Author: Joel Schalit
Joel Schalit is the author of the critically-acclaimed Israel vs. Utopia, and Jerusalem Calling, and has edited some of America's most influential magazines, including Punk Planet and Tikkun. The longtime News Editor at Brussels' EURACTIV, Schalit now heads the publishing department at Berlin's DOC and comments on European affairs for Israel's i24News.

It was a golden opportunity. Four Jews had just been killed by a Muslim gunman. Accused of inciting ethnic conflict, the French President’s reelection campaign had been given the chance to repair the damage. All it had to do was recast the ex-Minister of the Interior as a tough cop who prioritized the security of the Jewish community. (More…)

Until the Arab Spring, few Middle Eastern states were less in public consciousness than Syria. If you knew anything about the country, chances are it was in relation to Israel, or, if you followed the War on Terror, Iraq. Otherwise, it was a blank. (More…)

Italy’s Lega Nord (Northern League) does not inspire much brand name recognition. Outside the country, that is. With the exception of Italian expats, and students of European populism, the anti-immigrant party has been relatively invisible to the outside world, compared to sibling organizations such as France’s National Front, and Austria’s Freedom Party. (More…)

Dear Herr Grass,

Ever since your poem was first published, I’ve been wanting to talk to you. You don’t know me from a hole in the ground. The chances are that we’ll never meet, either. However, I didn’t want the event to pass without you hearing from me, as someone who was touched by your words. (More…)

He wasn’t fast enough. Just as he was lowering himself into his seat, someone else slid underneath him, to claim it. Why the guy didn’t end up landing on his competitor’s lap remains a mystery. He must have had good reflexes. Just as quickly, he bounced up into the aisle, glaring at the man who beat him to it. (More…)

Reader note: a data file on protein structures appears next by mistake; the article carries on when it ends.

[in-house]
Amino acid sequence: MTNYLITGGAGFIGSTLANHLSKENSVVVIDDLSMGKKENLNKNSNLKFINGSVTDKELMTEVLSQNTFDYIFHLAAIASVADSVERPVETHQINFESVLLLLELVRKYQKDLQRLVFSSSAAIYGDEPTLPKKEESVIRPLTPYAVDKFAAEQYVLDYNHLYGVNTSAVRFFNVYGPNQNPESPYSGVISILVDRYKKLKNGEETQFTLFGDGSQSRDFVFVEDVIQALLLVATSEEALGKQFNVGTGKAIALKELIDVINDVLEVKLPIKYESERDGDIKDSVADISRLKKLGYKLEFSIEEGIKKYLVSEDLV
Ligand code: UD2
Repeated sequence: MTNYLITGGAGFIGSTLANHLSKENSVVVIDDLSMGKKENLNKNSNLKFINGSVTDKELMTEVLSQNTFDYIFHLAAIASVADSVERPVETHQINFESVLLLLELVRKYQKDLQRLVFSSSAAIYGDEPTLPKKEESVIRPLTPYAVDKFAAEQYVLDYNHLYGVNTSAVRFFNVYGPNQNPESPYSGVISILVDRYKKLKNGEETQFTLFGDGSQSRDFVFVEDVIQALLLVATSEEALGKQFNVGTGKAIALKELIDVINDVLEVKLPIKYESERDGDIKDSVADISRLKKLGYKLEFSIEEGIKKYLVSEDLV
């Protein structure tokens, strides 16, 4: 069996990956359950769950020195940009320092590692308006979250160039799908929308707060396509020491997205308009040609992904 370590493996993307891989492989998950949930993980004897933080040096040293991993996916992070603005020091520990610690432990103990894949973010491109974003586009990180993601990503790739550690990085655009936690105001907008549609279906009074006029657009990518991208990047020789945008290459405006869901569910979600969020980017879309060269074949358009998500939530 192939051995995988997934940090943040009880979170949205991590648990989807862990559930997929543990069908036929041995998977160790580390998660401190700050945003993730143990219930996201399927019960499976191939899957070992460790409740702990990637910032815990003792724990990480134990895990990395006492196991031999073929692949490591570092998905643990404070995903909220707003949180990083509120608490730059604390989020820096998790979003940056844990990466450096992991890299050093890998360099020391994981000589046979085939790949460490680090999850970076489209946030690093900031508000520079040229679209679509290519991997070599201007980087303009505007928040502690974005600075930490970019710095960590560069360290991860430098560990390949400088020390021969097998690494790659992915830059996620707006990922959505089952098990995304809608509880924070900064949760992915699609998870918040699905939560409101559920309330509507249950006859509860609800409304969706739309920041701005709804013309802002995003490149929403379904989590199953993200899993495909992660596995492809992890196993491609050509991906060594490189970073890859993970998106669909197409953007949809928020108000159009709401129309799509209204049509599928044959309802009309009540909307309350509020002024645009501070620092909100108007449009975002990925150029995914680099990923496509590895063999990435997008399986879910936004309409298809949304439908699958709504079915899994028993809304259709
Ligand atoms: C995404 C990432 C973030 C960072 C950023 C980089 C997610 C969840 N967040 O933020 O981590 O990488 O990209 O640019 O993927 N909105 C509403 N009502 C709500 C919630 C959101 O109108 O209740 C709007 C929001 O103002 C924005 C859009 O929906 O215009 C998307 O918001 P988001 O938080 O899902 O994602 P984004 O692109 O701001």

Neither Kebab nor burgers.” As soon as you see the wording, and look at the illustrations, you know what’s coming. A Frenchman is most happy with his indigenous cuisine, a ham and butter sandwich. Note the inevitable baguette, and the trademark beret on top of the white guy’s head. Everything screams ‘France’. If you vote National Front, that is. (More…)

Souciant contributor Mitchell Plitnick  was scheduled to attend the annual American Israel Public Affairs Committee policy conference, starting Sunday, in Washington DC. Though he’d been admitted to the event as a correspondent for Inter Press Service, together with reporters from Mondoweiss and The Guardian, Plitnick’s credentials were revoked last week, without explanation. (More…)

Neukölln’s public spaces are full of bilingual signage. This one says several things, including “Grilling is forbidden,” in both Turkish and German. A common sight during the summer, Turkish families can frequently be found grilling meats in Berlin’s municipal parks. (More…)

Ever since an angry mob burned down a Roma encampment last month, Turin’s streets have been flooded with beggars. Judging from their bright clothing, and their accents, it’s hard not to imagine who they are, and why they all of the sudden appeared, en masse, all over the city. From my apartment, on the west side of the River Po, all the way to the city center, there are women begging. Elderly women, to be precise. (More…)

Every time we drive through Zurich, the GPS fails. Nine times out of ten, the device will send my wife and I down one-way streets, or point us in the wrong direction. Having made at least half a dozen trips between Italy and Germany during the last two years, I still can’t figure whether it’s the Alps that are in the way, or that I need a new satnav system. (More…)

A year can be an eternity. Especially if you measure time by the speed of news publishing. Old enough to have written for print periodicals, but young enough to have begun my journalistic career online, I remain astonished by the amount of media that can be produced in a week, let alone a month, or a year. (More…)

It’s a matter of trust. So went the logic of Monday’s announcement by Canada’s immigration minister, that the government would ban the wearing of niqab, or burqas, when veil-wearing Muslim women take Canadian citizenship. Judges have to be certain they know who they’re dealing with when awarding such privileges,  Minister Jason Kenney informed The Guardian. (More…)